Why Dairy Products are Harmful for Your Child
Some of our favorite “comfort foods” turn out to be very uncomfortable for the human body. When mothers come to us for nutritional help, the very first thing we do is eliminate all dairy products.
This rarely makes us popular, but the reasons for so doing are compelling. The evidence that this is sound advice is clearly seen in the results with our children. We don’t mind being unpopular at the start because we know it won’t last long. Once mother sees the improvement in her children’s health, she becomes a strong advocate of a dairy-free nutritional program.
Why are dairy products such a problem for the human body?
Dairy products are derived from the milk of cows. Cow’s milk is a highly specialized baby formula designed for baby cows but not designed for baby human beings (or adult human beings either!). Cow baby formula contains special hormones for baby cows. These hormones are not good for human beings. This is why even organic milk is still not good for your child as compared to human breast milk. It’s best just to have your child start life without dairy products.
Cow’s milk that is not organic contains growth hormones to increase milk production. These additional growth hormones are also a very bad idea for human beings, especially very young human beings whose immune systems can be especially fragile.
Cow’s milk contains casein, which reacts with the opiate receptors in the temporal lobes of the brain. The temporal lobes are involved with speech and auditory integration. When casein reacts with the opiate receptors in the temporal lobes, it can mimic the effect of opiate drugs, and this may negatively impact speech and auditory integration. It is worth noting that the peptide from milk is called caseomorphin.
Most of us were raised on cow’s milk. We had it on our cereal for breakfast. We had little boxes of it with our school lunch. We washed down our stolen cookies with it. Weren’t you told that if you did not drink your milk you would never grow up to be big and strong?
The answer: Fresh fruit and fresh vegetables
Mothers are afraid to stop dairy products. Secretly we think something terrible will happen if we stop dairy products.
It’s not true. Something good will happen.
That runny nose will stop running. Those chronic ear infections will disappear. Those black circles under your child’s eyes will go away and not come back. The trips to the doctor, or worse, the hospital, will become fewer. Appetite, sleep and behavior – all may be much better. For some children, understanding and language will improve as well.
Do you like a challenge?
Here is a good one: Put a dot on your calendar today and another one on the calendar exactly six weeks from now. Eliminate all dairy products starting today, and when you come to that second dot six weeks from now, ask yourself what changed? If there are clear changes for the better, you have your answer.
You will have taken the first step in creating a much better nutritional program for your child. Keep it up!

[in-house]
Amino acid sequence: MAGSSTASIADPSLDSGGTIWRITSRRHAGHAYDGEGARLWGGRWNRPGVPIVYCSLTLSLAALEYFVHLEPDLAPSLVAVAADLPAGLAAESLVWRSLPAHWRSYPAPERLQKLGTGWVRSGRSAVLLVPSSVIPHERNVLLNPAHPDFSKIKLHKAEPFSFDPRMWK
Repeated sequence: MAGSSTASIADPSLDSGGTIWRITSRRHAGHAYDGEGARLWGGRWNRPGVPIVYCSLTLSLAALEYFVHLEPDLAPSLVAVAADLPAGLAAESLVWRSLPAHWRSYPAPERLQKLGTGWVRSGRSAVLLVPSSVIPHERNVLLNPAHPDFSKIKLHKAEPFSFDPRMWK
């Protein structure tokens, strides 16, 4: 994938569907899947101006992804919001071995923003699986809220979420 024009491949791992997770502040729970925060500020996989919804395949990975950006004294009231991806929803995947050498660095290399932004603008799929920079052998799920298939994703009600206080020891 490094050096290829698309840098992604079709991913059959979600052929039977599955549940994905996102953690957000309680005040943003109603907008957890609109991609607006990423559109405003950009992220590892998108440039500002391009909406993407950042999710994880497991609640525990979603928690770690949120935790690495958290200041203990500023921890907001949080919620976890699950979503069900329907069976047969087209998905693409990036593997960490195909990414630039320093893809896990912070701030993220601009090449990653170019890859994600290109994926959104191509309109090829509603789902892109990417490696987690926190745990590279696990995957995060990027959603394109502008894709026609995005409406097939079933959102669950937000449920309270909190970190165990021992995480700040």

Write and tell us how you are doing.
Want to learn how to increase calcium in your child’s diet without dairy products?
There are many delicious and nutritious foods that offer calcium, often in forms that are easier to absorb and digest.
Many vegetables are a fine source of calcium. The green leafy vegetables like spinach, kale, collard greens, turnip greens, beet greens, and Swiss chard provide a rich source of calcium. These vegetables should be cooked and can be served several times a day. These are among the most nutritious of all vegetables, so it is very important to provide the opportunity to enjoy these vegetables while your child is young and learning how different foods taste. Giving your young child a wide palate for many different tastes and textures makes a huge difference later on. Children who are not exposed early to a wide variety of foods are more likely to stay with a narrow diet throughout life.
Beans also provide calcium. Beans must be properly cooked to be digestible. We recommend that beans be soaked at least four hours, and then discard the water. Place the beans in a slow cooker with herbs or seasonings and lots of water. Cook overnight, or for at least eight hours. The beans should be very soft so that you can mash them with a fork or puree them easily.
Nuts and Seeds
Sesame seeds and almonds are a very good source of calcium. Sesame can be toasted and sprinkled on vegetables, poultry, fish, or meat. It can also be made into butter and used as a snack or in a sauce for vegetables, poultry, meat or fish. Almonds can also be toasted or made into butter and used in the same way. In fact, many parents like to make their own “almond milk.” This is easy to do and it is delicious. When cow’s milk is eliminated, mothers are often eager to have a substitute that is healthy. We are so accustomed to having a milky-looking drink, and almond milk really comes to the rescue.
Wild salmon and sardines are a very rich source of calcium. If wild salmon is not available, we do not recommend farm-raised fish as a substitute.
Parents frequently substitute soy milk for dairy. We have found soy products to be a problem for our children, so we do not recommend their use.
Life Habits Matter
Teaching your child right from the start how to eat healthy sources of calcium will establish a life-long habit of eating all the right things and loving them, while avoiding those foods that over time can cause degenerative disease.
For more information on calcium-rich foods, you can consult:
The International Osteoporosis Foundation’s website